Tuesday, October 25, 2011

I can't begin to understand..

I wish this was a hoax. I pray this IS a hoax; some weird, twisted joke to make some weird, non-existent point.

But it doesn't seem to be. And that scares me.. For me, because I may do the same and because I, with diabetes, may one day be in desperate need for assistance (and if a young, innocent child is unworthy, how am I?) and for others, because we just don't seem to care.

Watch the video. If it weren't for it, I may believe it to be untrue. It still may be... But to believe so is ignorant. This is the world. What is wrong with us?


Marvin the Martian said...

Yes, I saw that. It's the "Kitty Genovese Syndrome," which was discovered and named long before you were born. It arises in densely-populated urban areas, when in an effort to carve out a bubble of privacy and anonymity amid close-packed surroundings, people assume that "someone else will do something, because I don't want to get involved."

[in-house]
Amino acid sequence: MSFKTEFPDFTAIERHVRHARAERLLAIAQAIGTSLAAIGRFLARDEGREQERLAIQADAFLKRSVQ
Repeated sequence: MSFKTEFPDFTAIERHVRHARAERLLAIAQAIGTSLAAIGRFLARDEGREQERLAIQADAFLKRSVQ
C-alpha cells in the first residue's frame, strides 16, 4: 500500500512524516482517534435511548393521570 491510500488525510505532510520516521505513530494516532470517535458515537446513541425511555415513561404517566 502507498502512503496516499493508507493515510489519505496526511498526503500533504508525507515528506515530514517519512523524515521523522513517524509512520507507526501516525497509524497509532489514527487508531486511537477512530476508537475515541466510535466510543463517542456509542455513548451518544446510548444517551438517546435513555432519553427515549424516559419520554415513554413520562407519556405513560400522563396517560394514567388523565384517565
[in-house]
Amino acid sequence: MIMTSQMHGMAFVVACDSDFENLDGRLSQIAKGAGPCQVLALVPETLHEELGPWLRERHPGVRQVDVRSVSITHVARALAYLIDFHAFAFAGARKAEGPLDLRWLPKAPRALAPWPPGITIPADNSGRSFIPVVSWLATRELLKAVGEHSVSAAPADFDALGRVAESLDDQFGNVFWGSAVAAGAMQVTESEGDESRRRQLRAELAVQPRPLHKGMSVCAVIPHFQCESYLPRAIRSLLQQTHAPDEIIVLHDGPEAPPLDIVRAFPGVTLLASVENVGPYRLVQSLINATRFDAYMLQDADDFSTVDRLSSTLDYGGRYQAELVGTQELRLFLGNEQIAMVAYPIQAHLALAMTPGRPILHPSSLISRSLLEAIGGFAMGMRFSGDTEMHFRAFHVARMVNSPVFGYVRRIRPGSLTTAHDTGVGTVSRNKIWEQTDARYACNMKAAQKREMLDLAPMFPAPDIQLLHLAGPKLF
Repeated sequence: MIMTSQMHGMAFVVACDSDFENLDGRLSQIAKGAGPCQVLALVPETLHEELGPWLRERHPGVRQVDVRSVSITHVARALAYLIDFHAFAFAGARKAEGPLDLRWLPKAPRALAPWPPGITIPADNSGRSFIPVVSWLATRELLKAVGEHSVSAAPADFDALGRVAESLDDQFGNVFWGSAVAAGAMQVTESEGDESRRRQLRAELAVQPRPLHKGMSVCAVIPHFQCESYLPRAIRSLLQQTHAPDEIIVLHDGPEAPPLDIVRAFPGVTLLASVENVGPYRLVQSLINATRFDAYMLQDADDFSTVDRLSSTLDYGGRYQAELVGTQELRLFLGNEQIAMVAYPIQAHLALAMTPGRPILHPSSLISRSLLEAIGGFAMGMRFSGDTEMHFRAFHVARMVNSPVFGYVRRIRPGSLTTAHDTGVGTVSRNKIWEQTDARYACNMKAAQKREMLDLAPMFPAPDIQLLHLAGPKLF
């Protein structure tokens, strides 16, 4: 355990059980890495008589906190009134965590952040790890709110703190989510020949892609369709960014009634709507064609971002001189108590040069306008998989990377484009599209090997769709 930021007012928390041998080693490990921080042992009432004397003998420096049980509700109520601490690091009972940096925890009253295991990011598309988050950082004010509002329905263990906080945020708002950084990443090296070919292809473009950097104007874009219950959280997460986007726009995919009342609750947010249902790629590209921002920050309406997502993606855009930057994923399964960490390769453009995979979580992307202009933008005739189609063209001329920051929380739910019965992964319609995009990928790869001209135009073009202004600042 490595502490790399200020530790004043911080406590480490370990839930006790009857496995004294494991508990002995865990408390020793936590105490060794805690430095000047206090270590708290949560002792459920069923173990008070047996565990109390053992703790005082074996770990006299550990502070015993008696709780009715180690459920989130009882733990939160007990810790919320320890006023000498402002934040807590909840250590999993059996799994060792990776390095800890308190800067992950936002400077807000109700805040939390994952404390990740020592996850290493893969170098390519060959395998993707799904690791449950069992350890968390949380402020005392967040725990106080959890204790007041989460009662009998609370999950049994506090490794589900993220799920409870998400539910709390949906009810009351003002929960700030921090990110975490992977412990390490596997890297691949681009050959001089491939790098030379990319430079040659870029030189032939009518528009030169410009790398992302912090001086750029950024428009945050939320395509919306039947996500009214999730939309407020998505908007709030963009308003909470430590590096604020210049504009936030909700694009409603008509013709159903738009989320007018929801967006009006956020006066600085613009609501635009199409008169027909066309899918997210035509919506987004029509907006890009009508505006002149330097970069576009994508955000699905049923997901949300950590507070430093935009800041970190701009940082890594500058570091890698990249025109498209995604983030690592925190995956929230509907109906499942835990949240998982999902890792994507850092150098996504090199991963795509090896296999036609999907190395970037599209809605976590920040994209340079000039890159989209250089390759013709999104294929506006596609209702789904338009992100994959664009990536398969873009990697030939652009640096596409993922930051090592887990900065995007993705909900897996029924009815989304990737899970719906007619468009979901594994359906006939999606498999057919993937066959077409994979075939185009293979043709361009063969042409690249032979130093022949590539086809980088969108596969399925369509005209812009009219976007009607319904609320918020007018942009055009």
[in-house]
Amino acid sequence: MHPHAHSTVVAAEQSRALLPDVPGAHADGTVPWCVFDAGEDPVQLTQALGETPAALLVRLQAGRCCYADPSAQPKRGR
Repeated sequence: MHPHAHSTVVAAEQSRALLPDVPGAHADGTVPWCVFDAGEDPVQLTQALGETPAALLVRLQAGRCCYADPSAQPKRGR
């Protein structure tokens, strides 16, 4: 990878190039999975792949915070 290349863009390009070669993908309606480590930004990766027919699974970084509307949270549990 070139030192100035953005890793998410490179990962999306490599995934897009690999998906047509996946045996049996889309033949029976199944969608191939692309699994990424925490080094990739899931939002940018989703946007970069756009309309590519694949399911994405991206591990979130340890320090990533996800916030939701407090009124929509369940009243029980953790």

It's another example of "the banality of evil," really. Evil is allowed to exist because everyone around it is too apathetic to do anything about it.

B said...

Also consider that China doesn't have any Good Samaritan laws, so someone that does provide assistance could be (and often are) held legally and financially responsible for that person.

A couple years back Peng Yu helped an elderly woman and took her to a hospital after she fell. A court later found him responsible for part of her medical expenses.


The most chilling foreshadowing from this article, which was from 2007 is "lamenting what impact this immensely-discussed incident would have for society when future roadside or traffic injuries occur. Would you risk lending a hand?"

I suppose none of those bystanders wanted to risk lending a hand.

When performing good deeds is punished in society, it's a deterrence to public morality. It certainly makes low-income citizens hesitant to burden their (already poor) families with the expensive medical/legal charges of a stranger.